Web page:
FRANKFORT, Ky. — Repairs to the Brent Spence Bridge are expected to be complete and all lanes open to traffic Dec. 22, a day ahead of the projected Dec. 23 completion date, Kentucky Gov. Andy Beshear and Kentucky Transportation Cabinet (KYTC) Secretary Jim Gray announced. Travel lanes and access ramps leading to the bridge will gradually reopen to full capacity throughout the afternoon and evening, once lane striping on the upper and lower decks is complete.
The Brent Spence Bridge, which carries Interstates 71 and 75 across the Ohio River between Covington, Kentucky, and Cincinnati, Ohio, has been closed since Nov. 11, when two commercial trucks crashed and burst into flames, damaging the structure.
Multiple safety inspections took place throughout the course of the repair project; the final inspection was completed Dec. 21, paving the way for the gradual reopening of the bridge and the travel lanes and ramps that support access to it.
“We are pleased to reopen the Brent Spence Bridge ahead of schedule and return one of the nation’s busiest and most important economic travel corridors to public use,” Beshear said. “I commend the dedicated employees of the Transportation Cabinet for working with deliberate speed and adhering to strict safety guidelines in a time of unprecedented uncertainty in our great state.”
Gray echoed the Beshear’s comments and underscored the determination crews brought to the repair project.
“We conquered a combination of factors that challenged our ability to complete this project on time, including a global health pandemic and winter weather, and still delivered on our promise to return a safe and sound bridge to the traveling public before the holidays,” Gray said. “Along with repairing the bridge, we also focused our attention on traffic management to maintain reliable connections for travelers. Ensuring safe roadways is a partnership between KYTC and the public, and I appreciate everyone’s commitment and contribution to keeping our roads safe.”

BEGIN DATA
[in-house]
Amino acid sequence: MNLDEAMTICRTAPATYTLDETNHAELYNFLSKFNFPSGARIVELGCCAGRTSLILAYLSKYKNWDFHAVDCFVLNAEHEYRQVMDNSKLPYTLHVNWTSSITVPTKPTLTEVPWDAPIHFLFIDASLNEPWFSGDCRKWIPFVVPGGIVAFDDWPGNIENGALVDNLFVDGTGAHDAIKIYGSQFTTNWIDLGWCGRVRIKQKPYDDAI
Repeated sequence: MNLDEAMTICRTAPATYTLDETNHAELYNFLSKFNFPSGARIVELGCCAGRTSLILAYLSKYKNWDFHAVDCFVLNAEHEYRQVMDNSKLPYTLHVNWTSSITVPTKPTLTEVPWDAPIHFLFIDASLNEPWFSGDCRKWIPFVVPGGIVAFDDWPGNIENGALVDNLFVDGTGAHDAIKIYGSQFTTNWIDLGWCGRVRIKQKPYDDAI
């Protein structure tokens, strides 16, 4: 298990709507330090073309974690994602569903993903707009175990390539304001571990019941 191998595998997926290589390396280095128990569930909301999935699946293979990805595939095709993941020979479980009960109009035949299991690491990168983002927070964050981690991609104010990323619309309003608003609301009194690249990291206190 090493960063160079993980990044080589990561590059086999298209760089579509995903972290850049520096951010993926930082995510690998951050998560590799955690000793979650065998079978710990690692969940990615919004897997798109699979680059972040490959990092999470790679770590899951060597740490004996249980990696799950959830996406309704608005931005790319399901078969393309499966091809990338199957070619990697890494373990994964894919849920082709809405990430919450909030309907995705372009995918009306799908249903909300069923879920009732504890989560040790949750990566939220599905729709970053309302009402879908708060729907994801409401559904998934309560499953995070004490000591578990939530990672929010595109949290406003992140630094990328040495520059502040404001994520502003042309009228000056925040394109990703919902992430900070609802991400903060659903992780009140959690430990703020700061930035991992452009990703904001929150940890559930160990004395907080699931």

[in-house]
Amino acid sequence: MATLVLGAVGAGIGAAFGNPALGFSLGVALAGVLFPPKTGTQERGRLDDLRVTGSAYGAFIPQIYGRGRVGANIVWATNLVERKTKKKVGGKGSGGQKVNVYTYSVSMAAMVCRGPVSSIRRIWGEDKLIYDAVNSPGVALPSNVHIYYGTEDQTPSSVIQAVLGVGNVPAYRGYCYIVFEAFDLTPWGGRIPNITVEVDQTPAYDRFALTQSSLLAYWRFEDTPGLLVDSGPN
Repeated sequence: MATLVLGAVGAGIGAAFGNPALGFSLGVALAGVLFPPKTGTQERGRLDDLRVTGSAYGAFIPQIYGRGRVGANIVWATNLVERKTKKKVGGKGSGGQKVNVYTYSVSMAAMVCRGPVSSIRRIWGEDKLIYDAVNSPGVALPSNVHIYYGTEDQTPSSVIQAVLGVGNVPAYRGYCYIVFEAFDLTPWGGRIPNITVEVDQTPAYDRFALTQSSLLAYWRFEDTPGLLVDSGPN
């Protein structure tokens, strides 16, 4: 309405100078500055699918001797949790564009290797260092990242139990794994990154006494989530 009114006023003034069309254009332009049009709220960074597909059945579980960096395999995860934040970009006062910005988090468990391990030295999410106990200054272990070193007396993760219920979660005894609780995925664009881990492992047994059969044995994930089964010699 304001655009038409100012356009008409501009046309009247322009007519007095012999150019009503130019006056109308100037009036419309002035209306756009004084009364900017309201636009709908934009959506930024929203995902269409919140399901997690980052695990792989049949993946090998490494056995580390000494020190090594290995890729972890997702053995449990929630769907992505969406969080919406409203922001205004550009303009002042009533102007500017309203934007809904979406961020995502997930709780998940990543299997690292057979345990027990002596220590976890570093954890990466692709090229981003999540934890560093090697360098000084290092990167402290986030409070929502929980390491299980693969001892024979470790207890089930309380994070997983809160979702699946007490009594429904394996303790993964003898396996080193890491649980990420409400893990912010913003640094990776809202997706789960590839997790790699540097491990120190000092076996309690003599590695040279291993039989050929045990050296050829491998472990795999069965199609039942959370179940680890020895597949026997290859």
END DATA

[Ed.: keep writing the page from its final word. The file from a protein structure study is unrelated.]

An assessment of damage to the bridge began as soon as a team of inspectors could safely access the site after the Nov. 11 crash. A team of more than 20 national and local bridge inspectors surveyed the two-deck span and conducted tests to ensure the structure’s integrity was not compromised. Less than a week after the closure, KYTC awarded a $3.1 million contract to prime contractor, Kokosing Construction Co. of Westerville, Ohio, with a target reopening date of Dec. 23.
Repairs to the bridge included:
- Replacing 16 steel beams that were damaged by the fire;
- Pouring new upper deck driving surface and concrete barrier wall;
- Pouring new layer of concrete on lower deck and new concrete barrier wall;
- Removing and installing drainage system;
- Installing new overhead lights; and
- Restriping new concrete on upper and lower decks.
The structure, which was designed to carry 80,000 to 100,000 vehicles per day across the Ohio River, now carries approximately twice that number of vehicles. Discussions continue between KYTC and its partner agency, the Ohio Department of Transportation, about plans to build a companion bridge to the west of the existing bridge to increase capacity.
Given the expectation that the existing bridge will remain in service for many years to come, ensuring the long-term safety of the bridge and the routes leading to and from it is of increased significance.
KYTC crews completed a number of maintenance projects on and around the bridge while traffic was restricted to minimize future traffic interruptions and maximize efficiency. These included significant drainage repairs on the northbound side of I-71/75, just south of the bridge; cleaning overhead signs on the lower deck, and repaving and restriping the northbound approach lanes.
Gray also announced plans for KYTC to install new hazardous material signage in Northern Kentucky to increase awareness of the long-standing hazardous-material restriction north of I-275 between I-71/75 and the Ohio state line.
“We listened and then we held conversations at the local, state and federal levels regarding the hazmat restrictions in the area. We share the desire to install signage to reinforce the restrictions, which drivers who plan their routes should know,” Gray said. “It’s worthwhile to remember that the amount of potassium hydroxide transported by one of the vehicles in the crash was well below the federal threshold of what is considered hazardous material, so it was allowed to cross the bridge. While it’s every driver’s responsibility to know and obey the rules of the road, we’ll do everything we can to provide information.”
The U.S. Department of Transportation authorized up to $12 million in emergency relief reimbursement funding for the repair project. Gray said the final expenses likely will be as little as half that amount.